Interesting short article from Dave Clark in IEEE Computer: Fighting over the Future of the Internet.
For much of the Internet’s life, it has coevolved with the PC. The relative maturity of the PC could thus lead to the erroneous assumption that the Internet itself is mature. But as computing enters the post-PC era over the next decade, with mobile devices, sensors, actuators, and embedded processing everywhere, the Internet will undergo a period of rapid change to support these new classes of computing.
Lots of goodies from RAND Europe today. Here is another just-published report, summarising their study on Policy Options for the Ubiquitous Internet Society:
This report has discussed and linked together technologies, connectivity technology trends, socio-economic impacts, and policy challenges, ending with recommendations for possible policies and approaches. It launched the concept of the ‘Internet of X’ as a generic description of the multiple of concepts that express the trends of converging information infrastructures, increasing computing power and its embedding in everyday objects, the convergence of humans and machines and the growing intelligence of the web. The report should provide policymakers with a rich account of what the Internet of X may entail and what can be done to support its socially and economically beneficial development.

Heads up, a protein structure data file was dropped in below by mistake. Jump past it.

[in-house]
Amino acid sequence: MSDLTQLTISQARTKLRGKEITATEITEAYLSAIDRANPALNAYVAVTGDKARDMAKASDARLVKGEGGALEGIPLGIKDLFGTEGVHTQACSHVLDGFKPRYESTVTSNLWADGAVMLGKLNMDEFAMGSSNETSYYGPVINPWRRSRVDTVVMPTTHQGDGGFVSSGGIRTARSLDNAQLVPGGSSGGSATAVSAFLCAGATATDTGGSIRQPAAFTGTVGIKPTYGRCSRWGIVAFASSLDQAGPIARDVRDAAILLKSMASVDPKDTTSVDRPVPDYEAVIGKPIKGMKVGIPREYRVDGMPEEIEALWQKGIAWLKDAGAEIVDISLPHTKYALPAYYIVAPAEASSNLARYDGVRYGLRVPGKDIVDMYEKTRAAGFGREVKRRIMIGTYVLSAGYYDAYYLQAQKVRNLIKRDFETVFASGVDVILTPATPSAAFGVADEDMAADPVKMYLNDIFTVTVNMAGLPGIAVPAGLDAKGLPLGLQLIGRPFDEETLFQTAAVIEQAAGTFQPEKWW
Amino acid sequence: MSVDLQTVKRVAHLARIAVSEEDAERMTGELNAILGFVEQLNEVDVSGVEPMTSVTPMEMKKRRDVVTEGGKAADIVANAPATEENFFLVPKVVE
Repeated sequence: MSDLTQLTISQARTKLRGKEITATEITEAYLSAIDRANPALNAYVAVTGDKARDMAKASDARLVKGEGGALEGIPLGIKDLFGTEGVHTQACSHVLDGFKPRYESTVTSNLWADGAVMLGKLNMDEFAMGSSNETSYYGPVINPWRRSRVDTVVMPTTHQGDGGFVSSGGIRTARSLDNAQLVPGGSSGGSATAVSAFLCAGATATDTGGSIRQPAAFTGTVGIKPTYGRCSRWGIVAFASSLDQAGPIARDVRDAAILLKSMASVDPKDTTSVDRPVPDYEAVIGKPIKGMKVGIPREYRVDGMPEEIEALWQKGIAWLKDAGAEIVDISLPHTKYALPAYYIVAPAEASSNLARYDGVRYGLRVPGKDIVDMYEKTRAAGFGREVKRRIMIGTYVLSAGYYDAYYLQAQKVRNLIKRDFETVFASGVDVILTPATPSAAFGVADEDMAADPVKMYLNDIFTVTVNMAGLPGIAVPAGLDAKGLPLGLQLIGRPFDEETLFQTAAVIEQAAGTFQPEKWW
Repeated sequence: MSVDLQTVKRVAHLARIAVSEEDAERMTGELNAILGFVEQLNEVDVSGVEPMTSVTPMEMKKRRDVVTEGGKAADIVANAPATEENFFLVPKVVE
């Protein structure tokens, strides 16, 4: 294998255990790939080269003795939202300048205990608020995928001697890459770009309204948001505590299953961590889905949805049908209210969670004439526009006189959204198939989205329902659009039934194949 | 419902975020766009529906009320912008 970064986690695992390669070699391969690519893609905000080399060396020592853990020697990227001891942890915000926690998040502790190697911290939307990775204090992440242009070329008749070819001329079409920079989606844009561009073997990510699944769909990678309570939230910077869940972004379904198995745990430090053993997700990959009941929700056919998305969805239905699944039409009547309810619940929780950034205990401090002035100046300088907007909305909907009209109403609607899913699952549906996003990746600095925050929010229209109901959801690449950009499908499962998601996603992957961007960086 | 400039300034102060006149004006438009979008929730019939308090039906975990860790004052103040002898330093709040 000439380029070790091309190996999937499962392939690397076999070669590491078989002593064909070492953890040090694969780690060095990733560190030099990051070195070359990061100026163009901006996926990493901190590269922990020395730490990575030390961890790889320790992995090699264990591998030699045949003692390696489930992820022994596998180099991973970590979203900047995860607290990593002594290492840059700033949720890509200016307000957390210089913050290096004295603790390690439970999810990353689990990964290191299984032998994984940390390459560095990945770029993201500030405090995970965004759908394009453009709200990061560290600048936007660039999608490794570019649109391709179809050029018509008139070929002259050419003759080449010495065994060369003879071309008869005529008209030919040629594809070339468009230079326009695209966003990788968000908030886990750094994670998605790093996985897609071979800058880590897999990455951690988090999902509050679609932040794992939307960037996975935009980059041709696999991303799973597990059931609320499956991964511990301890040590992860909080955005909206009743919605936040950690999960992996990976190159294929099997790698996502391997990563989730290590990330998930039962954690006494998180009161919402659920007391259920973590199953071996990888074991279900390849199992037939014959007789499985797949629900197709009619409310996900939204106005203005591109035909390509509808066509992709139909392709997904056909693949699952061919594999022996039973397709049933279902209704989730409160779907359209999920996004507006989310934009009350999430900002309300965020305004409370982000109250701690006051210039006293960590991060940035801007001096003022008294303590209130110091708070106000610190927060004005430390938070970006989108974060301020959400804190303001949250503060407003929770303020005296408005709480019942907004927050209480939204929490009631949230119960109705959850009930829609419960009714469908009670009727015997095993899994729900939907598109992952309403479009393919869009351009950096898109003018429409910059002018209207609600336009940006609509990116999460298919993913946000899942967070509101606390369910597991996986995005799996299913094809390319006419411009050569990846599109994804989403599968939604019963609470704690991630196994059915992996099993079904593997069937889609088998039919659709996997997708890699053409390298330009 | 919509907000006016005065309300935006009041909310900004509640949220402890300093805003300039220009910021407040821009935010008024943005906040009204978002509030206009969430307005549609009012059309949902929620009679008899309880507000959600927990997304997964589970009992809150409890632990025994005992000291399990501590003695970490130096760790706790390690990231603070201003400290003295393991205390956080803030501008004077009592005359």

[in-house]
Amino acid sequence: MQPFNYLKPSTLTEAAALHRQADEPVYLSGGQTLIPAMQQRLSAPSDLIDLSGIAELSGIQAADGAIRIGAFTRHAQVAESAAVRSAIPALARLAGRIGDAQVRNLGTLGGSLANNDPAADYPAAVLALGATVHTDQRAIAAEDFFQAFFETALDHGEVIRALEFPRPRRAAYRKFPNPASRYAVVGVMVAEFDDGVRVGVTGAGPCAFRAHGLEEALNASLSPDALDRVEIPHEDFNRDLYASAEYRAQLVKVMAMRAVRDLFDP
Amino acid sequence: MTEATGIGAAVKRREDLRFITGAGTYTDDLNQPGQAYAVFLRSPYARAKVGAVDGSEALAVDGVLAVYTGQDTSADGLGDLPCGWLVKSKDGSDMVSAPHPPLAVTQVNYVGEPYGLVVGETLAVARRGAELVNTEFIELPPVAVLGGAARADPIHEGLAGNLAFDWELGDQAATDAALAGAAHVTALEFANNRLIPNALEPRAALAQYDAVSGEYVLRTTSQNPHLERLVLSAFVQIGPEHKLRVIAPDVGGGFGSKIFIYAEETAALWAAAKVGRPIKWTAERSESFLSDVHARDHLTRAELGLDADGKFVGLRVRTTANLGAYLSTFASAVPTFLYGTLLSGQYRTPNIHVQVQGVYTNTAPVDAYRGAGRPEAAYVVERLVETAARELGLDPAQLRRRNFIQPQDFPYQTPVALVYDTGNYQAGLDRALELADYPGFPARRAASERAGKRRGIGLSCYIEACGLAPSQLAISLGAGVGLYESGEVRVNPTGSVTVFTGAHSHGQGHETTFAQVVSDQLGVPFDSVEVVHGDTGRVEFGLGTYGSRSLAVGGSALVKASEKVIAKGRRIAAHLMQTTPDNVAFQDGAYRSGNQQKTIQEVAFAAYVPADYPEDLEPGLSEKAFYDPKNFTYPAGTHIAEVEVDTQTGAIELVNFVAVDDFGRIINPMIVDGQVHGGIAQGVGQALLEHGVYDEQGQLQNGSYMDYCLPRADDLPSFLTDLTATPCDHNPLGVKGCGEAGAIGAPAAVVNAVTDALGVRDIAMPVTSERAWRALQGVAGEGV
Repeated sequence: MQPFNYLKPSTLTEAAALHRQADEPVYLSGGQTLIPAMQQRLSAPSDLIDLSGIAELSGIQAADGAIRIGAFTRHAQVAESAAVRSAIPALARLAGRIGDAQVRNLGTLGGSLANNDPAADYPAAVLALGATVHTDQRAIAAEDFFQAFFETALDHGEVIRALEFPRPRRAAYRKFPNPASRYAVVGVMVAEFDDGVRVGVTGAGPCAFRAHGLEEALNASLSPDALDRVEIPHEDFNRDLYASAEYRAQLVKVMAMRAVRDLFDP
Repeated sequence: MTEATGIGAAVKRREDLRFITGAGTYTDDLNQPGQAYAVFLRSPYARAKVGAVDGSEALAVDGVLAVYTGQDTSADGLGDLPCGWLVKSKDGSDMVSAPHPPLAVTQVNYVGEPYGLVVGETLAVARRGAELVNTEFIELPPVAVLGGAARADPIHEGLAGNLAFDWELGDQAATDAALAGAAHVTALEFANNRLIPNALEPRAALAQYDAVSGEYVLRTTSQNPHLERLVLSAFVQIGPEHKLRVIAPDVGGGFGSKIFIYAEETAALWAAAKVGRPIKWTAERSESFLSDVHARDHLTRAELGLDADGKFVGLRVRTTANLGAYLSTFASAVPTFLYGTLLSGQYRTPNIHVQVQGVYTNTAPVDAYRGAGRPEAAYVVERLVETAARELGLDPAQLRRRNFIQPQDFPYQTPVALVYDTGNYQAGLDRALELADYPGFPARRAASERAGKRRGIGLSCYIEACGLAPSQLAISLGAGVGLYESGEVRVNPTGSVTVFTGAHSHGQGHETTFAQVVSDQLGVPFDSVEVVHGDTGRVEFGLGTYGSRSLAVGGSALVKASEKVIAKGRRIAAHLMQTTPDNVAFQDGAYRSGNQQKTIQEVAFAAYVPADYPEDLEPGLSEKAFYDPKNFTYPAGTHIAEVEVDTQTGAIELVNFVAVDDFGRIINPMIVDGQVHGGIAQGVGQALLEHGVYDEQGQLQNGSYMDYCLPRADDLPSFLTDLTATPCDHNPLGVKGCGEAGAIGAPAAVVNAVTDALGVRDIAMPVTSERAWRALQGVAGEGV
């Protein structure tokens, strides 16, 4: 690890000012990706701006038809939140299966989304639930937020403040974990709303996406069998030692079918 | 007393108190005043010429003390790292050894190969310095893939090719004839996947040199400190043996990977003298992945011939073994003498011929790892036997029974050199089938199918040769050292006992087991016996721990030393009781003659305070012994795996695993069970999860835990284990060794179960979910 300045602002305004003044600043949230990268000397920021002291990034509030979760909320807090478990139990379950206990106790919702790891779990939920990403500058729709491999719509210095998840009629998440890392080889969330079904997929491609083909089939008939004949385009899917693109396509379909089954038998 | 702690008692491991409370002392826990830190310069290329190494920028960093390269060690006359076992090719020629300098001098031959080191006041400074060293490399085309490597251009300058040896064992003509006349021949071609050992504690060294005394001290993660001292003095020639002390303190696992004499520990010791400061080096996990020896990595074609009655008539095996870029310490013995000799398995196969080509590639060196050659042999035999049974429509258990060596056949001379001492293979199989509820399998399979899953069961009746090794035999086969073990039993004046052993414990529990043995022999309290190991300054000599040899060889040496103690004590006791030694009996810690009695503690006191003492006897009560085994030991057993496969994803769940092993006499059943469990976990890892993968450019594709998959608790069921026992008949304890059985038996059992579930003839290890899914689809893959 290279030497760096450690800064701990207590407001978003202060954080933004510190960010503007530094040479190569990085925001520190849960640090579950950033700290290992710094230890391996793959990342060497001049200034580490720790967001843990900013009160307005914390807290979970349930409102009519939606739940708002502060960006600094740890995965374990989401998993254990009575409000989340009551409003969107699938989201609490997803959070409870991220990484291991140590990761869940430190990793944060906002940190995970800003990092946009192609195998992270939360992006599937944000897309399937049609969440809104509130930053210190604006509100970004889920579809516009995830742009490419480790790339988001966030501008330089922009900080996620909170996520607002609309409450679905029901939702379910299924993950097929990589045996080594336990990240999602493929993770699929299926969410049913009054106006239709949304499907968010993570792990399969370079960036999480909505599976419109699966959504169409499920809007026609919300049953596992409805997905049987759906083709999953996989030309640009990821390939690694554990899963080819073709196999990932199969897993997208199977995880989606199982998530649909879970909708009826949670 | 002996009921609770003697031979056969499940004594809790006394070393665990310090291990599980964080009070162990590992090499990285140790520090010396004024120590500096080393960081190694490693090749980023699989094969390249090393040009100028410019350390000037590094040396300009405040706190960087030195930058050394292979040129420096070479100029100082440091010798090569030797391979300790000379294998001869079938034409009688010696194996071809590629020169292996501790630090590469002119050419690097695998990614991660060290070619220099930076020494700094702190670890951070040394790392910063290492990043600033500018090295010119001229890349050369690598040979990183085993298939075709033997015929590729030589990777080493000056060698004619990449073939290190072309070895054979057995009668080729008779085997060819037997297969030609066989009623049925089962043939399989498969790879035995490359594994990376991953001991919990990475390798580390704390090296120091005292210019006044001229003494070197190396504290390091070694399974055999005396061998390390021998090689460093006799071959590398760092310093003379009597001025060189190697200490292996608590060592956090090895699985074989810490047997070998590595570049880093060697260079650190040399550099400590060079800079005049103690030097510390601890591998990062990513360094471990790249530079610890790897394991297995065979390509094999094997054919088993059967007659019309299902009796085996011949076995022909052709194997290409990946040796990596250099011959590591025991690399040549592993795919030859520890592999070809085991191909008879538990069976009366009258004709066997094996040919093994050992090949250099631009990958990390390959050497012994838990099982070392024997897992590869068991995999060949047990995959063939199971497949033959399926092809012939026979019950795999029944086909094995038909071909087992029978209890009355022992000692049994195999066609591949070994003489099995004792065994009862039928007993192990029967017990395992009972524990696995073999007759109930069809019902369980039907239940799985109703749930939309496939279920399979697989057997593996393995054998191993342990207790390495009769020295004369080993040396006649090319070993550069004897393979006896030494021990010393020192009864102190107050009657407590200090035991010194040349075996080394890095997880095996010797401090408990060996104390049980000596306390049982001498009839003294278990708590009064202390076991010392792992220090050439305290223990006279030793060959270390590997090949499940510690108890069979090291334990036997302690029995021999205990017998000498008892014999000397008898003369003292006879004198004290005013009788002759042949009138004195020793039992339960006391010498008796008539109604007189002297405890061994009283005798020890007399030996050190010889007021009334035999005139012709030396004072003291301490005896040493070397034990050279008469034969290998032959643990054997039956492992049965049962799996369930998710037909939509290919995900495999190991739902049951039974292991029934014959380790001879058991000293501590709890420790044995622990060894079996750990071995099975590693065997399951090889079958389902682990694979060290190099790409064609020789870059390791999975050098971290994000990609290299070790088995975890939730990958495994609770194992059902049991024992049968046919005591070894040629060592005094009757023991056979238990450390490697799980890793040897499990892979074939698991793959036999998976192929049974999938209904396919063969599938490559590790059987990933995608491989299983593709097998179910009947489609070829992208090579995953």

RAND Europe have just published a discussion paper on the Future of the Internet Economy, prepared for the Dutch government. Worth a look:
Openness and transparency are essential character traits of the Internet economy and should be embraced by governments as necessary components to deal with issues of privacy, security and active inclusive participation. The creative and entrepreneurial individual – organised or not – is at the heart of this development and the open Internet is his habitat. In this world government does not only ‘govern’ but facilitates, enables, shares, empowers, creates awareness and stimulates trust. Government will also retain an important role in ensuring effective competition and supporting innovation, through the use of open standards and the application of intelligent but not overly restrictive IPR policies, which support the innovators and not the concentration of market power.
National and international government cannot effectively control or regulate this space and needs to embrace industry, service providers and other stakeholders in self-governing and co-regulatory arrangements. Governments may back these up and strengthen them through political, financial and sometimes regulatory means.
The virtual and the real world abide to many of the same rules, with human rights and respect for personal space as guiding principles. Also there are risks and benefits like in the real world, which need to be understood and managed. Yet at the same time it seems important to only take measures in areas where it is seen to be necessary, because of facts, rather then because of assumptions, in order to avoid that unnecessary barriers are created that would stop innovation in technology and its application in ways that may well be of benefit to society at large. The Internet economy is truly global and diverse, which creates many interesting opportunities for all, and connectivity and access for all should be supported wholeheartedly, notwithstanding some of the risks.